|Getting rid of Thailand's massive Yingluck-era rice stockpiles.|
So here we find ourselves a couple of years after the military junta overthrew Yingluck. Instead of letting the government's Yingluck-era hoard spoil, they are now going to unleash more of it much faster on an already-saturated market. This forthcoming action is causing concern in Vietnam:
Thailand's plan to accelerate sales of 11.4 million tonnes of rice in stockpiles within two months sparked concerns that it would hurt prices as well as Viet Nam's rice exports. However, some people were optimistic that the impact would not be significant. Thailand planned to sell the amount of rice in a government stockpile in May and June to generate US$2.8 billion, at an average price of US$245 per tonne, in what could be the biggest rice sale clearance ever of the world’s second largest rice exporter after India.Actually, the expected fallout from Thailand's impending sale are not expected to be all that great on the world rice market. For one thing, most rice contracts have already been secured well in advance:
According to Le Van Banh, director of the Department of Agro-Fisheries Processing and Salt Production, the biggest stockpiled rice sell-off from Thailand would certainly have an impact on the global rice market following the law on supply and demand, as well as on Viet Nam’s rice market. However, the impact on Viet Nam’s rice exports would not be significant, at least in the short term, Banh said.Aside from the sheer difficulty of selling rice in such huge quantities immediately, also consider that these incentives were attractive to farmers for a reason: it made selling lower-quality rice at higher prices feasible:
Banh also said that Thailand’s plan to sell 11.4 million tonnes of rice within just two months was not feasible. He said that Thailand exported on an average 400,000 tonnes to 500,000 tonnes of rice per month. "To sell 11.4 million tonnes in just two months sounds unrealistic," Banh said as quoted by vietnamplus.vn. The Viet Nam Food Association said that the impact on rice exports would not be huge in the second and third quarters as most contracts had been signed in the last quarter of 2015, and there were estimated to be 1.4 million tonnes of rice remaining to be shipped abroad following existing signed contracts.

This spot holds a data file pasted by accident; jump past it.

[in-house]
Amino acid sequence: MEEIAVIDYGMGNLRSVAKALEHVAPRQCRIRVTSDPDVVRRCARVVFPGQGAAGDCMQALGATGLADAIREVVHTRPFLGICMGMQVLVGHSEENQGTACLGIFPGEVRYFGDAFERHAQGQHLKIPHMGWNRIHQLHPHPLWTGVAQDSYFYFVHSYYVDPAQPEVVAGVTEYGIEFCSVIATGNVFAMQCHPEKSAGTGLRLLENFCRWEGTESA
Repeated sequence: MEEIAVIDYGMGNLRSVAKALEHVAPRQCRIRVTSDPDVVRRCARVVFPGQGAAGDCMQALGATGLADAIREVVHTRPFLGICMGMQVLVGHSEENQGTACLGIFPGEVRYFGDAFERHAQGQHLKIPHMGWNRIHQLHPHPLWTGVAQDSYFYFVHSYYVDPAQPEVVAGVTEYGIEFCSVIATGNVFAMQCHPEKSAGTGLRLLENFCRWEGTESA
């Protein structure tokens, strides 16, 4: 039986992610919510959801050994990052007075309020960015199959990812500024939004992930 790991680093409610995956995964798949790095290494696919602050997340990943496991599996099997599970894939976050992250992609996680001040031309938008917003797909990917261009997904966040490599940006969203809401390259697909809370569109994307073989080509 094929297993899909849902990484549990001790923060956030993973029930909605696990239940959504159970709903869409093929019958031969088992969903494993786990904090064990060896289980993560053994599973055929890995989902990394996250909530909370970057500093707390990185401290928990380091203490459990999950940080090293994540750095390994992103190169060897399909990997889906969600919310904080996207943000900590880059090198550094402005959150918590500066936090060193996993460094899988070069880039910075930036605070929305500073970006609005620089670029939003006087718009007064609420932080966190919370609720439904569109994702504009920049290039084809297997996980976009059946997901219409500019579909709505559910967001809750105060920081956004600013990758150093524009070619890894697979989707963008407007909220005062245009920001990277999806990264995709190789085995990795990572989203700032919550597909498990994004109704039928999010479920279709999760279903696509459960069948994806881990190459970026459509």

According to Banh, the stockpiled rice for this clearance would mainly be "sub-standard" quality that the government had purchased following the 2012-2013 rice mortgage programme and Thailand would target the not too demanding markets such as in Africa. Since May 2014, Thailand has auctioned off 5.05 million tonnes of rice worth $1.5 billion.Shianwatras and their allies are popular and persistent. They get thrown out of office by coups and other machinations, but not by the Thai electorate. I hardly think this ends the story of "rice-pledging" as a political ploy to gain agricultural votes since the royalists have demonstrated they cannot win an election against the Shinawatras in a straight-up contest. If and when another Shinawatra or their followers gain office, don't be surprised to see this rice giveaway implemented again.
The Thai government had previously said it aimed to clear the stockpile by the end of 2017. Meanwhile, major import markets of Vietnamese rice were China, the Philippines and Indonesia which had standards for rice quality and preferred newly-harvested Vietnamese rice, he said. "Rice exports from Viet Nam would not be significantly affected by Thailand’s sell-off in the coming months," he said.
Some things never change.